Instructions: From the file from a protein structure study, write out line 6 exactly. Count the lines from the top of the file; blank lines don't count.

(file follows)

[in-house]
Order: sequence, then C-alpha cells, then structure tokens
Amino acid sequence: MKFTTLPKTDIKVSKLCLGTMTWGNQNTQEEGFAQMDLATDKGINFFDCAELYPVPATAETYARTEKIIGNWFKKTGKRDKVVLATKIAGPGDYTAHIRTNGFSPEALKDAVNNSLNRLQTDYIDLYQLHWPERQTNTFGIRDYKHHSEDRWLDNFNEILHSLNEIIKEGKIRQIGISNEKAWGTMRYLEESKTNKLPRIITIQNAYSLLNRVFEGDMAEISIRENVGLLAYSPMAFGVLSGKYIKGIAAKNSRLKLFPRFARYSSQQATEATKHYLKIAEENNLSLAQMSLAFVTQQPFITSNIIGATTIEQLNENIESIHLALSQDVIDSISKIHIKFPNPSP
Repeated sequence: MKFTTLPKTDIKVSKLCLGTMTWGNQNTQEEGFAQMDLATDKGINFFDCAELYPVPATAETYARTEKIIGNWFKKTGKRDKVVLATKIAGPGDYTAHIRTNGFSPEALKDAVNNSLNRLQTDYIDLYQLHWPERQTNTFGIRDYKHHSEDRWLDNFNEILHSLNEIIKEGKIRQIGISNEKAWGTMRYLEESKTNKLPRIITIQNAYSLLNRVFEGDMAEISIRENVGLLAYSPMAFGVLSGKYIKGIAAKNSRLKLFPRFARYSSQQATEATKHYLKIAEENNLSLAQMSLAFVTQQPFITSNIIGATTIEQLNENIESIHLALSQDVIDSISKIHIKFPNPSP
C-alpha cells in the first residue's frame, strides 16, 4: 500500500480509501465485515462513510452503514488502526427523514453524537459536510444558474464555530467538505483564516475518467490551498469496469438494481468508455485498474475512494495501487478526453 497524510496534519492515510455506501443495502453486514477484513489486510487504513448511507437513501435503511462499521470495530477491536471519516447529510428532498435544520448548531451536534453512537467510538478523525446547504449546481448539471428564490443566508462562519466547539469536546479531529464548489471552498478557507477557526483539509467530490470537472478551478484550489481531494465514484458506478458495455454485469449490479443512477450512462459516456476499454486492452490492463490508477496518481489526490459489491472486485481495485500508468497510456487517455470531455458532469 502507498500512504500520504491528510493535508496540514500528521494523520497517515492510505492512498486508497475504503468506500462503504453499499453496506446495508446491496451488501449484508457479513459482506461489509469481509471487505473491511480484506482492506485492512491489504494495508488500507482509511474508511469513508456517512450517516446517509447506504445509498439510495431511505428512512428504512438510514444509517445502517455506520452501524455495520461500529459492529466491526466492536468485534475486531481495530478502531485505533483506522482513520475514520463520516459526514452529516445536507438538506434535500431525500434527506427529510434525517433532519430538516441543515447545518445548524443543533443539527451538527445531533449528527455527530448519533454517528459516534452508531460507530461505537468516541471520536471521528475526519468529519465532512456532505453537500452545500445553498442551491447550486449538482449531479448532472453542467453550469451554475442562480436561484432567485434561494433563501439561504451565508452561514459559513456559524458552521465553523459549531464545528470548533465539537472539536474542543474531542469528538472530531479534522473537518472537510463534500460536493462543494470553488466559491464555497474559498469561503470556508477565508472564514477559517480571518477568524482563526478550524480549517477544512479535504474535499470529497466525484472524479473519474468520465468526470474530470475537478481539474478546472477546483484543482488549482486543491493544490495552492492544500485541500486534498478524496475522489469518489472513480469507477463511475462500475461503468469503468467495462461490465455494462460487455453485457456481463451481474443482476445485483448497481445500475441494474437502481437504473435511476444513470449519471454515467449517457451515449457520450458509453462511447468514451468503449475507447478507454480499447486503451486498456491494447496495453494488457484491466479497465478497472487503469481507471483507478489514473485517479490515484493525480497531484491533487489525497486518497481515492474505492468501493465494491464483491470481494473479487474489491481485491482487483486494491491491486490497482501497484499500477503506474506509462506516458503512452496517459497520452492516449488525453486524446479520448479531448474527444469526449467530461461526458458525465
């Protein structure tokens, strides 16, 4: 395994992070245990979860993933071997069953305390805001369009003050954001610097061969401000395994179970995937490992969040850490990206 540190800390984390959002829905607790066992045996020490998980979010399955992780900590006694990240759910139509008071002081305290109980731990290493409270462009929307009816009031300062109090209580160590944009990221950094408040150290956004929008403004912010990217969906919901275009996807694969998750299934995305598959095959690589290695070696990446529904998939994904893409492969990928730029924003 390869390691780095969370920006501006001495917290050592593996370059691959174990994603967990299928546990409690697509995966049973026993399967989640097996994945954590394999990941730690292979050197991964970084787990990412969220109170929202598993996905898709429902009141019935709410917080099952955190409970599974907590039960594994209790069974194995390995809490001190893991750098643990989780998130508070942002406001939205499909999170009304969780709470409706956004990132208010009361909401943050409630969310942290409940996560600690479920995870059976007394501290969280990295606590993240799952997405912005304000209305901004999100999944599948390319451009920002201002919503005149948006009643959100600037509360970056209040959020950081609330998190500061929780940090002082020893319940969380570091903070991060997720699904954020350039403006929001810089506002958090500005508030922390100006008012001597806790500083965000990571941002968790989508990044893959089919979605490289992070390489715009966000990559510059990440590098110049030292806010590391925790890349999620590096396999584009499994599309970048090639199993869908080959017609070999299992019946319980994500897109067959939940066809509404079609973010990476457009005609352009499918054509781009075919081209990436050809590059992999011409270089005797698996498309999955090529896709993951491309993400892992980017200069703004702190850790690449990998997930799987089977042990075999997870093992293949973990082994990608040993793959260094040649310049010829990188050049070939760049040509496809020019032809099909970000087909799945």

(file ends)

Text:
């Protein structure tokens, strides 16, 4: 395994992070245990979860993933071997069953305390805001369009003050954001610097061969401000395994179970995937490992969040850490990206 540190800390984390959002829905607790066992045996020490998980979010399955992780900590006694990240759910139509008071002081305290109980731990290493409270462009929307009816009031300062109090209580160590944009990221950094408040150290956004929008403004912010990217969906919901275009996807694969998750299934995305598959095959690589290695070696990446529904998939994904893409492969990928730029924003 390869390691780095969370920006501006001495917290050592593996370059691959174990994603967990299928546990409690697509995966049973026993399967989640097996994945954590394999990941730690292979050197991964970084787990990412969220109170929202598993996905898709429902009141019935709410917080099952955190409970599974907590039960594994209790069974194995390995809490001190893991750098643990989780998130508070942002406001939205499909999170009304969780709470409706956004990132208010009361909401943050409630969310942290409940996560600690479920995870059976007394501290969280990295606590993240799952997405912005304000209305901004999100999944599948390319451009920002201002919503005149948006009643959100600037509360970056209040959020950081609330998190500061929780940090002082020893319940969380570091903070991060997720699904954020350039403006929001810089506002958090500005508030922390100006008012001597806790500083965000990571941002968790989508990044893959089919979605490289992070390489715009966000990559510059990440590098110049030292806010590391925790890349999620590096396999584009499994599309970048090639199993869908080959017609070999299992019946319980994500897109067959939940066809509404079609973010990476457009005609352009499918054509781009075919081209990436050809590059992999011409270089005797698996498309999955090529896709993951491309993400892992980017200069703004702190850790690449990998997930799987089977042990075999997870093992293949973990082994990608040993793959260094040649310049010829990188050049070939760049040509496809020019032809099909970000087909799945």